When I was six years old, I played Super Mario Brothers on the Nintendo Entertainment System for the first time. I had seen arcade games and Atari games before but had never gotten to play.
And now that I’d played? I was hooked.
But I wasn’t hooked on playing the game; I was hooked on the magic. How did it work? There was a whole world inside of the TV that somebody had created, the same way an author writes entire worlds into existence. With video games, I could experience that world on my own terms. Even in their infancy, games had so much to offer: whole new worlds, secret areas and high scores.
However, I didn’t own a Nintendo. Or a Super Nintendo. Or a SEGA. In fact, I wouldn’t own any game console for another 20 years, when I bought an Xbox360 to compete in a video game development competition. So while I didn’t get to experience the world of video games often as a kid, I could still create my own worlds. I used the tools I had—pencils and paper—to create platform levels that my character (who was totally not Mario) had to navigate through. I spent hours designing games and world maps on paper and trying to imagine how they would work on a computer or console.
For me, building games is about telling stories. I love technology and spend plenty of time learning the art of software development. But my real passion is simply creating. I never really wanted a job in the entertainment industry. I don’t build games as a source of income; I build games because I love to create things, and video games are the most challenging blend of art, music, technology and storytelling that humankind has invented to date.
Now, some 30 years after discovering my own passion for creating interactive experiences, I get to share that passion with my kids. I do my best to pass on that desire to be a creator and not simply a consumer; to enjoy the experiences other artists have created and use that to fuel your own. This is why I build games. But how do you sustain that?
For every game I’ve actually “shipped” in some form (approximately five), I’ve worked on at least 20 more that never saw the light of day. Some were just not feasible ideas; others were tech demos, proofs of concept or plans that were way too big for an individual or small team to finish. I’ve failed, burnt out and given up a hundred times, only to come back with another idea that needs explored. Along the way, I’ve learned important lessons about running projects successfully, managing scope and expectations and how to manufacture creativity and inspiration.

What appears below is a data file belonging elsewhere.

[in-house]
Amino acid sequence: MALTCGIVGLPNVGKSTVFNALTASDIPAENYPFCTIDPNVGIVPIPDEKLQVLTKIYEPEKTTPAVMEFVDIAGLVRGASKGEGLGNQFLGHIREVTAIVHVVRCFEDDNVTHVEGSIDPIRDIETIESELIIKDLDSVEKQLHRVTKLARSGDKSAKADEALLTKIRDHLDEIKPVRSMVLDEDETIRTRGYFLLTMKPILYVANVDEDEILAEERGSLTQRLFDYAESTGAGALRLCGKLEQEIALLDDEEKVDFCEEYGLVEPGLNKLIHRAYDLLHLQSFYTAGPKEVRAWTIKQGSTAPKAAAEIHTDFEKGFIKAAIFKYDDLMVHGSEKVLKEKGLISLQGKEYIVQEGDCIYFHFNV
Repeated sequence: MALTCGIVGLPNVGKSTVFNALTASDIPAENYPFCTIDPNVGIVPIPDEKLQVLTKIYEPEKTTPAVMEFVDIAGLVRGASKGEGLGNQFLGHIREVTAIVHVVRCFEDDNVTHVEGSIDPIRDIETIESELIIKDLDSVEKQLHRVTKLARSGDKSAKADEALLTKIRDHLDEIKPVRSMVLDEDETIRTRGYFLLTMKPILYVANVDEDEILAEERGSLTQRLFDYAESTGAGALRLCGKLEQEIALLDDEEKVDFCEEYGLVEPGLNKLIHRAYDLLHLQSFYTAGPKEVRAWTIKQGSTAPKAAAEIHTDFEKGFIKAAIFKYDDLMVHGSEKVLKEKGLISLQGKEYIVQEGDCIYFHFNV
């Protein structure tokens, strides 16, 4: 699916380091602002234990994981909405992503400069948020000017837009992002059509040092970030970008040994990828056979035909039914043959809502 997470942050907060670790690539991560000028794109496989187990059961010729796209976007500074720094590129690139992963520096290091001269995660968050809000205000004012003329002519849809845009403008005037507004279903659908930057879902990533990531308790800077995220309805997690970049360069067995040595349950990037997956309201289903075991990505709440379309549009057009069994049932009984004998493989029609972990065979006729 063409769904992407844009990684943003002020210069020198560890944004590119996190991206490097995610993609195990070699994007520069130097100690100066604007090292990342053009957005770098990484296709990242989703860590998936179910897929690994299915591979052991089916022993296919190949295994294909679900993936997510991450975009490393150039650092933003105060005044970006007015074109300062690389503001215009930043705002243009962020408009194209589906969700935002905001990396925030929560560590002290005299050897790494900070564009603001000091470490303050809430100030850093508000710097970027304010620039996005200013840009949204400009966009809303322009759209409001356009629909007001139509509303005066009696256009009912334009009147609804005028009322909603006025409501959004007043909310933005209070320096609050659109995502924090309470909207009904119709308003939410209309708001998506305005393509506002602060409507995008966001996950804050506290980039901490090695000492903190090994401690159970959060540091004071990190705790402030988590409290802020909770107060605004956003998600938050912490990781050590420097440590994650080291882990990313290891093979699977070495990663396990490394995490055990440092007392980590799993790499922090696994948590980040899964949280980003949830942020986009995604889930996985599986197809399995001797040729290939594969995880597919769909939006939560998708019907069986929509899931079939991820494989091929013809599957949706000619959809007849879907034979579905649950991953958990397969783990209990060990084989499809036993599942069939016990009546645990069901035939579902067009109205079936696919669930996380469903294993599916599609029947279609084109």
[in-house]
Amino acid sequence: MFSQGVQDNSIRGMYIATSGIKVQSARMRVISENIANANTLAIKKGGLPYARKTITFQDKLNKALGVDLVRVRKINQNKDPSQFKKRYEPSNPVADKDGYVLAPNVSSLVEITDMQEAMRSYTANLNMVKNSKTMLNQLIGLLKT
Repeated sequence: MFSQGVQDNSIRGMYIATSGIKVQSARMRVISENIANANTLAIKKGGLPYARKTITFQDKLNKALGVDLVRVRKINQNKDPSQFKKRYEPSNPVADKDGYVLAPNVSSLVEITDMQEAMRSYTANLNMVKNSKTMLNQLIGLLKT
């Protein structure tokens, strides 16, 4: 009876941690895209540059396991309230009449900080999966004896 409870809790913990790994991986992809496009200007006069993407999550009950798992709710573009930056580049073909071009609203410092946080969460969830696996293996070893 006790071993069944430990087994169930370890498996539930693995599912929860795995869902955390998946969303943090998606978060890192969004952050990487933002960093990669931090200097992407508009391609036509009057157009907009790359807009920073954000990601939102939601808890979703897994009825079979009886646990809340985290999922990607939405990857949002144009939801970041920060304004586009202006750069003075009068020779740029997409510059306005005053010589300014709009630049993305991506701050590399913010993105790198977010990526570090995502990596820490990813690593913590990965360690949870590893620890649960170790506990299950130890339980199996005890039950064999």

I started my current game, Masteroid, after building 3 complete games in 3 (non-consecutive) months. I learned that, while finishing projects quickly is hard, the process leaves me feeling energized and full of ideas instead of burnt out. I poured almost two years into my last “big” game, and it became a miserable taskmaster. It never made it into the hands of a gamer, let alone a real fan. Masteroid, on the other hand, is an experiment. Masteroid is about finishing things.
With Masteroid, I didn’t want to make an innovative, successful or even popular game. Instead, I wanted to work on a project that I looked forward to all the time. I wanted to invest in a project that, unlike most, stayed “fun” and didn’t turn into work. I wanted to work on a project that I finished a lot of times. In creating the game, here are some of the things I set out to accomplish:
- The game would get to “market” quickly; no more than two months
- The game would have bite-sized milestones that could be “finished” regularly
- I could do every part myself: the art, the programming and the game design
This list of accomplishments impacted every single facet of the project. The art had to be a style that was visually interesting but rapid to create. The game design had to start as a simple foundation that could have features steadily built onto it. The programming had to balance both the long-term vision and getting things done in the now. Basically, the game needed to solve every challenge I’ve run into both my professional and hobby projects.
Two months after the first line of code was written, Masteroid launched to approximately 100 beta signups. Since launch, Masteroid has released a version every month that’s added significant features over the previous version. As of this post, 1,300 people have played the game for almost 200 hours. Among the most active players are my own boys!
Whether five or five thousand people play the game, it is successful every single month because it’s finished and I have fun: The goal a six-year old boy reached for in 1987 when he sketched his first level in a notebook.
by Justin Johnson